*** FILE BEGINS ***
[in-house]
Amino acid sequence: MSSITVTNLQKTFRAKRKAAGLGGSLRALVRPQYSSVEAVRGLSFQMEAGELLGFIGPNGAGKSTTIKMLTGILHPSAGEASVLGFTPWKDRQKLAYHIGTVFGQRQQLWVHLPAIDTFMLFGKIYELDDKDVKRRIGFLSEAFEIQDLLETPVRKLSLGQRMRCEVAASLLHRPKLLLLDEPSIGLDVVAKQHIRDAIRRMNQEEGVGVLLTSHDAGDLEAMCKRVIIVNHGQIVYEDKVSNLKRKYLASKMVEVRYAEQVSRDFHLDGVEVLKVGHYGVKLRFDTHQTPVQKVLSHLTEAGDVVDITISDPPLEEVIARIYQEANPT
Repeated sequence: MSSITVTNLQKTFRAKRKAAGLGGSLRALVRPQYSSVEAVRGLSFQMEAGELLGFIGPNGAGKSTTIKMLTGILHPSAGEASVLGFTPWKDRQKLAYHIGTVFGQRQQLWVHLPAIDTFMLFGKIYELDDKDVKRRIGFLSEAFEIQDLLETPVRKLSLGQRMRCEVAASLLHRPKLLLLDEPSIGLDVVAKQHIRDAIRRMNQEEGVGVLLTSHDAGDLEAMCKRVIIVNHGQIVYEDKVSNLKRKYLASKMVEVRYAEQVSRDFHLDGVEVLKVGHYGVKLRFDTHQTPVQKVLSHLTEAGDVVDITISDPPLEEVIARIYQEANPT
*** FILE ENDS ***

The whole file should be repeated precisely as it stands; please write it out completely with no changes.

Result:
[in-house]
Amino acid sequence: MSSITVTNLQKTFRAKRKAAGLGGSLRALVRPQYSSVEAVRGLSFQMEAGELLGFIGPNGAGKSTTIKMLTGILHPSAGEASVLGFTPWKDRQKLAYHIGTVFGQRQQLWVHLPAIDTFMLFGKIYELDDKDVKRRIGFLSEAFEIQDLLETPVRKLSLGQRMRCEVAASLLHRPKLLLLDEPSIGLDVVAKQHIRDAIRRMNQEEGVGVLLTSHDAGDLEAMCKRVIIVNHGQIVYEDKVSNLKRKYLASKMVEVRYAEQVSRDFHLDGVEVLKVGHYGVKLRFDTHQTPVQKVLSHLTEAGDVVDITISDPPLEEVIARIYQEANPT
Repeated sequence: MSSITVTNLQKTFRAKRKAAGLGGSLRALVRPQYSSVEAVRGLSFQMEAGELLGFIGPNGAGKSTTIKMLTGILHPSAGEASVLGFTPWKDRQKLAYHIGTVFGQRQQLWVHLPAIDTFMLFGKIYELDDKDVKRRIGFLSEAFEIQDLLETPVRKLSLGQRMRCEVAASLLHRPKLLLLDEPSIGLDVVAKQHIRDAIRRMNQEEGVGVLLTSHDAGDLEAMCKRVIIVNHGQIVYEDKVSNLKRKYLASKMVEVRYAEQVSRDFHLDGVEVLKVGHYGVKLRFDTHQTPVQKVLSHLTEAGDVVDITISDPPLEEVIARIYQEANPT